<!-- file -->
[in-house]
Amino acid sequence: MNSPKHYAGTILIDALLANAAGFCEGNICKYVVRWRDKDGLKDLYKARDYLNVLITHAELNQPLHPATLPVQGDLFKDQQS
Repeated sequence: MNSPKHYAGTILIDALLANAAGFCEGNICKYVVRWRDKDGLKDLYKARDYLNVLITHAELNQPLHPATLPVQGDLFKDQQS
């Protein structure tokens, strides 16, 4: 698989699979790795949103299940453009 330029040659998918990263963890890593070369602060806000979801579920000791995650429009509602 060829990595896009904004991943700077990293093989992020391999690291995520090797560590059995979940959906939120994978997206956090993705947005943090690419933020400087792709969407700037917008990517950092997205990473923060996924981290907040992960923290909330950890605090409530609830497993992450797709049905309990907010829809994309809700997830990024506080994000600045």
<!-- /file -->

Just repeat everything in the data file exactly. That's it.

[in-house]
Amino acid sequence: MNSPKHYAGTILIDALLANAAGFCEGNICKYVVRWRDKDGLKDLYKARDYLNVLITHAELNQPLHPATLPVQGDLFKDQQS
Repeated sequence: MNSPKHYAGTILIDALLANAAGFCEGNICKYVVRWRDKDGLKDLYKARDYLNVLITHAELNQPLHPATLPVQGDLFKDQQS
């Protein structure tokens, strides 16, 4: 698989699979790795949103299940453009 330029040659998918990263963890890593070369602060806000979801579920000791995650429009509602 060829990595896009904004991943700077990293093989992020391999690291995520090797560590059995979940959906939120994978997206956090993705947005943090690419933020400087792709969407700037917008990517950092997205990473923060996924981290907040992960923290909330950890605090409530609830497993992450797709049905309990907010829809994309809700997830990024506080994000600045």